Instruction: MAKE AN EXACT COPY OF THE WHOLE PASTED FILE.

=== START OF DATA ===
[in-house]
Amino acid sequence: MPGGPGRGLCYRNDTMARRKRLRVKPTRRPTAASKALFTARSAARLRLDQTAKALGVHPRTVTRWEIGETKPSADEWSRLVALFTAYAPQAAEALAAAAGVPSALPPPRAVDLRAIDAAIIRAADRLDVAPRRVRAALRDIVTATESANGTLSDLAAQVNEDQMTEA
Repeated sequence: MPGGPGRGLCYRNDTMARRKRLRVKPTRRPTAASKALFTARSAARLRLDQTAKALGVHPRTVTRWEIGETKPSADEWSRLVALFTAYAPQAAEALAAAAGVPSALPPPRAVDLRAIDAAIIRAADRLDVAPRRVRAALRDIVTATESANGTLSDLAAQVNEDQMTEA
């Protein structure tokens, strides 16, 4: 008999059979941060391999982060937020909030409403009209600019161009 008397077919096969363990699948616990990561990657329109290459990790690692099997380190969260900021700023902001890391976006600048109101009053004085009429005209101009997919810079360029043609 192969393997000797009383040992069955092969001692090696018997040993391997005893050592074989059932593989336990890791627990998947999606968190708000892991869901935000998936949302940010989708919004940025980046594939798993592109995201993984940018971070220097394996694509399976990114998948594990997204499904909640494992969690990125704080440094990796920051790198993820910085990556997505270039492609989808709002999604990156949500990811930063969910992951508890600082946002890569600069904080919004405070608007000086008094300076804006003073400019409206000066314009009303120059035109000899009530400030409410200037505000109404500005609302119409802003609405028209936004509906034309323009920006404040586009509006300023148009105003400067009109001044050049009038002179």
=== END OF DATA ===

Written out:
[in-house]
Amino acid sequence: MPGGPGRGLCYRNDTMARRKRLRVKPTRRPTAASKALFTARSAARLRLDQTAKALGVHPRTVTRWEIGETKPSADEWSRLVALFTAYAPQAAEALAAAAGVPSALPPPRAVDLRAIDAAIIRAADRLDVAPRRVRAALRDIVTATESANGTLSDLAAQVNEDQMTEA
Repeated sequence: MPGGPGRGLCYRNDTMARRKRLRVKPTRRPTAASKALFTARSAARLRLDQTAKALGVHPRTVTRWEIGETKPSADEWSRLVALFTAYAPQAAEALAAAAGVPSALPPPRAVDLRAIDAAIIRAADRLDVAPRRVRAALRDIVTATESANGTLSDLAAQVNEDQMTEA
């Protein structure tokens, strides 16, 4: 008999059979941060391999982060937020909030409403009209600019161009 008397077919096969363990699948616990990561990657329109290459990790690692099997380190969260900021700023902001890391976006600048109101009053004085009429005209101009997919810079360029043609 192969393997000797009383040992069955092969001692090696018997040993391997005893050592074989059932593989336990890791627990998947999606968190708000892991869901935000998936949302940010989708919004940025980046594939798993592109995201993984940018971070220097394996694509399976990114998948594990997204499904909640494992969690990125704080440094990796920051790198993820910085990556997505270039492609989808709002999604990156949500990811930063969910992951508890600082946002890569600069904080919004405070608007000086008094300076804006003073400019409206000066314009009303120059035109000899009530400030409410200037505000109404500005609302119409802003609405028209936004509906034309323009920006404040586009509006300023148009105003400067009109001044050049009038002179």